found on =91Generic=92 DSP device and stated that a FPGA is surplus to
requirement.

My general feeling is that a DSP + FPGA offers everything. The DSP is
cheap, easy to program, runs cool and offers a lot of integration,
whereas the FPGAs are expensive, hard to program (compared to a
processor) =96 but offer much faster performance, support for any kind
of I/O interface, re-programmable, etc. =96 and if you really have a
high-quantity product, then you would surely want to prototype on a
DSP + FPGA, before moving to a custom ASIC device.

A number of suppliers can be found on the Web that offers development
boards with DSP + FPGAs and a growing number of software package can
be bought that makes it possible to use Model-based design for BOTH
the FPGA and the DSP.

 I suggest some R&D and watching YouTube clips.

Happy reading

Rgds

Flemming Christensen


Reply by May 7, 20092009-05-07
Anybody has an idea?
Reply by Benjamin Couillard March 24, 20092009-03-24
On 24 mar, 10:11, "zhj1985" <zhanghaojun1...@hotmail.com> wrote:
> Generally, the most popular DSP archetecture which focused on complex > digital signal processing is based on DSP +FPGA. FPGA is often used as a > coprocessor for a DSP because those PowerPC 440 cores aren't as fast as DSP > and those algorithms which are developed by C language can be developped > more easily than those developed by Verilog or VHDL language. > > However, as the time goes, FPGA has developped fast in recent years. I > want to ask that whether those complex digital system which was based on > DPS+FPGA can be replaced by FPGA now. And if it is, then how can I do that? > I know Xilinx has developed those software such as system generator, but I > don't know whether it can work out. Does anybody know where I can get more > information about those things(By the way, I use Xilinx products)? Thanks.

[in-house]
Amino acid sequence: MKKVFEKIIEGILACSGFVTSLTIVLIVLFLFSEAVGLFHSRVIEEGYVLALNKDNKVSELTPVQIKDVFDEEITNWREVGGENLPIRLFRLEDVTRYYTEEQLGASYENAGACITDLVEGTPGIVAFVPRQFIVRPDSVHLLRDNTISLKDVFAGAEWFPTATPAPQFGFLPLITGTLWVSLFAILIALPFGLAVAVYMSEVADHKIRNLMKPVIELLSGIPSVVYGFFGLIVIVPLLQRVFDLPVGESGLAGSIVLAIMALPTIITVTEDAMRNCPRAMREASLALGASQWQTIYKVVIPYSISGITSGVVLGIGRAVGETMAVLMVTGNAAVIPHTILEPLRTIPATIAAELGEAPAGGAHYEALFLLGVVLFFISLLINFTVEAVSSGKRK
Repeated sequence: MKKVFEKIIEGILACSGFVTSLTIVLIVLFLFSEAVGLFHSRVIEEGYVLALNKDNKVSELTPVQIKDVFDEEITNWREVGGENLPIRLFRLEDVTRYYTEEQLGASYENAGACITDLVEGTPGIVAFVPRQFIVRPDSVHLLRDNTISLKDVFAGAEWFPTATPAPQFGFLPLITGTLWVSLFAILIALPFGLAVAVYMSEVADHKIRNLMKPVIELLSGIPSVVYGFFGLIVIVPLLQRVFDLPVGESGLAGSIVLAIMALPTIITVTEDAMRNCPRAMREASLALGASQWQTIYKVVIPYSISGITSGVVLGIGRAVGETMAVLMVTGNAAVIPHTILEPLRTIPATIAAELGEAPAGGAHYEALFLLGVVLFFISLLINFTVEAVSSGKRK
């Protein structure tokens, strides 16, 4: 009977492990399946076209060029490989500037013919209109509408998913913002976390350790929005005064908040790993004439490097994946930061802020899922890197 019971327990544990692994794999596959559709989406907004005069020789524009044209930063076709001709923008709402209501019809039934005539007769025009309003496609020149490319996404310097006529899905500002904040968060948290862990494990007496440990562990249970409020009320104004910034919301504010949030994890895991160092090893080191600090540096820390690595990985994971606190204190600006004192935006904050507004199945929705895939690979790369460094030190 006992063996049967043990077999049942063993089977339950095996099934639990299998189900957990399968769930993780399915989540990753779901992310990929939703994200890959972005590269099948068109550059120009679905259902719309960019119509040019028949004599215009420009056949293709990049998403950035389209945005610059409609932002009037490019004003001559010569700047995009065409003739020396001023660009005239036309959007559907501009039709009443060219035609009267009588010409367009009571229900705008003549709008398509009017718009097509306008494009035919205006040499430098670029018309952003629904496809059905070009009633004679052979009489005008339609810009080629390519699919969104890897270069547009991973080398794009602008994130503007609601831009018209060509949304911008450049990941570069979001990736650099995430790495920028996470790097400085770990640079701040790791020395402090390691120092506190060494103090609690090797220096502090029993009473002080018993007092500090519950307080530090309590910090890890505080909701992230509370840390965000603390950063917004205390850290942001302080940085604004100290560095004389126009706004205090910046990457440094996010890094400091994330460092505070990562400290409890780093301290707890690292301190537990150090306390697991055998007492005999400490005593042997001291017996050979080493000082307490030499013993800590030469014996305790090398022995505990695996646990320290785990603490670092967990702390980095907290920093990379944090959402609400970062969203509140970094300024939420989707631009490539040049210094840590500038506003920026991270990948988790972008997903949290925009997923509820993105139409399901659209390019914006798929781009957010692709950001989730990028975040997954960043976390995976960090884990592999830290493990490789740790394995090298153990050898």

Sure they can, it depends on your application. There are no easy answers, though. System Generator is a good tool, it's incomplete for signal processing development imo. Synplify DSP or Accel DSP are better tools (more expensive though). If your processing requirements can be met with a DSP or even a general purpose processor, I recommend you use one. If you need more power, then yes an FPGA might be better.
Reply by zhj1985 March 24, 20092009-03-24
Generally, the most popular DSP archetecture which focused on complex
digital signal processing is based on DSP +FPGA. FPGA is often used as a
coprocessor for a DSP because those PowerPC 440 cores aren't as fast as DSP
and those algorithms which are developed by C language can be developped
more easily than those developed by Verilog or VHDL language.

However, as the time goes, FPGA has developped fast in recent years. I
want to ask that whether those complex digital system which was based on
DPS+FPGA can be replaced by FPGA now. And if it is, then how can I do that?
I know Xilinx has developed those software such as system generator, but I
don't know whether it can work out. Does anybody know where I can get more
information about those things(By the way, I use Xilinx products)? Thanks.